- And much more.
Want to learn more about LCP? Check out our article: Largest Contentful Paint (LCP): The Moment of Truth
First Input Delay (FID)
If a user clicks on a link or button, they expect an almost instantaneous reaction. FID measures how long it takes for a site to respond to that action.
While FID isn’t the end-all-be-all of page speed and performance, it is a good indicator of how well your site functions in real conditions— something which is A user’s device, browser, processor, and memory availability can all affect FID.
FID (in addition to the Total Blocking Time & Time to Interactive), can be lab-measured and are part of your Lighthouse scoring—meaning your Google Search Console will show the real experience your visitors are getting. This makes it a useful tool when setting a performance budget.
Learn all about how FID works in our guide: First Input Delay (FID): Think of the Elevator Button
Cumulative Layout Shift (CLS)
Chances are, you’ve been on a website, ready to start scrolling or reading an article, when all of a sudden all of the content shoots down the screen to make way for a gigantic ad. No? Then you’re lucky. The amount of space content moves in a given window to make way for other elements is called CLS, and it confuses (and irritates) users like nothing else.
It’s a serious problem when it comes to website development and user-centric design. While it’s preventable, it requires a significant amount of effort and reviewing what your users are experiencing as Real User Metrics (RUM) data is analyzed. CLS is a major part of the friction that users experience online, which can drive them away from your site.
What Does It Mean for Me?
Good performance has always been an advantage for SEO, but now it’s a requirement.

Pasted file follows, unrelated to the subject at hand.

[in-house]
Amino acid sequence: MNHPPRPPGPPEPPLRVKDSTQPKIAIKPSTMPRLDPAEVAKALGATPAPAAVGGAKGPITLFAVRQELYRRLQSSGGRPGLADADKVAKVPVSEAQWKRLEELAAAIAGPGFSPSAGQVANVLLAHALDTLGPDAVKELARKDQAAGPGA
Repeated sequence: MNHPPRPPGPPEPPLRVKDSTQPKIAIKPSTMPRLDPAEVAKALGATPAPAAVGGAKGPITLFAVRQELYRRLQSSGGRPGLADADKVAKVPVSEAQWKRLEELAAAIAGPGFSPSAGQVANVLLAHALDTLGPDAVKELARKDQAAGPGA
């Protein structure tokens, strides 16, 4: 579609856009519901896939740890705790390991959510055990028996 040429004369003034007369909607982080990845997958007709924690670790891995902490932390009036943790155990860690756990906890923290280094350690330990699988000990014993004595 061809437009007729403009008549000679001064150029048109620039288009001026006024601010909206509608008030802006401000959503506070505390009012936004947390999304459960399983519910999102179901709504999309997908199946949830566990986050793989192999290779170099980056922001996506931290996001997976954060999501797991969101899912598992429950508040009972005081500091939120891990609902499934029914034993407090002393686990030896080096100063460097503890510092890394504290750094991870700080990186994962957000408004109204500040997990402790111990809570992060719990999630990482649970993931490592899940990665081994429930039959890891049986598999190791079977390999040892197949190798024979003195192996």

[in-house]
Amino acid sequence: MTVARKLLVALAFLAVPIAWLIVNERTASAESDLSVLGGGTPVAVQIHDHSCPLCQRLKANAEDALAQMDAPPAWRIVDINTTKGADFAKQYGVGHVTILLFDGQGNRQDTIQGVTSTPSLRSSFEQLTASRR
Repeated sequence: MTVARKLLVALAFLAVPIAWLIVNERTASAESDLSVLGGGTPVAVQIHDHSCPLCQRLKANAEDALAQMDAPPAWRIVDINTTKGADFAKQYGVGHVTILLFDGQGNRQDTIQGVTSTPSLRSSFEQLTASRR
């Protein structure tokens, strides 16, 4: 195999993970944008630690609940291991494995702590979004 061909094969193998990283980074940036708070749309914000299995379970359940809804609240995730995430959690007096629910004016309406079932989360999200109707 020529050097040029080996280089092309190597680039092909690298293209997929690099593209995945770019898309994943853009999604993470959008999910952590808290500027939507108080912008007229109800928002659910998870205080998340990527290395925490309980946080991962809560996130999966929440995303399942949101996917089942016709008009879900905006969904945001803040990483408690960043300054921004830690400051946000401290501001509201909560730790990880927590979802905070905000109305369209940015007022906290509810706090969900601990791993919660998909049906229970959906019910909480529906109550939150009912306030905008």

Load times, layout shifts, and user experience are all things that experienced engineers will already consider when creating a new site. But up until now, there have been no hard rules in place around how this affects search ranking.
Marketing departments and developer teams have to work closely to enact ranking improvement strategies, as Google’s definition of ‘user experience’ extends beyond keywords and content.
But lots of people are still unprepared.
According to a study from Advanced Web Ranking in which they analyzed the Core Web Vitals metrics of over 3 million websites, only 39% of analyzed web pages passed the CWV metrics. With such a small amount of the market meeting the preferred standard, there is a clear advantage for those who invest in performance.
Change can be scary—especially when it comes to search ranking and visibility, but the shift in focus towards page experience for search ranking is a positive step towards creating a more performant web. It rewards best practices and those sites which serve their users most effectively, and soon it will be second nature to us all.
Since 2018, our team has been working to build a more performant web, one site at a time. Through years of experience, we’ve developed a unique approach to pinpointing performance improvements that can have a meaningful impact on Core Web Vitals scores.
Are you ready to reap the potential SEO benefits that our team of performance experts can provide? Contact XWP today for a performance review to see how we can help.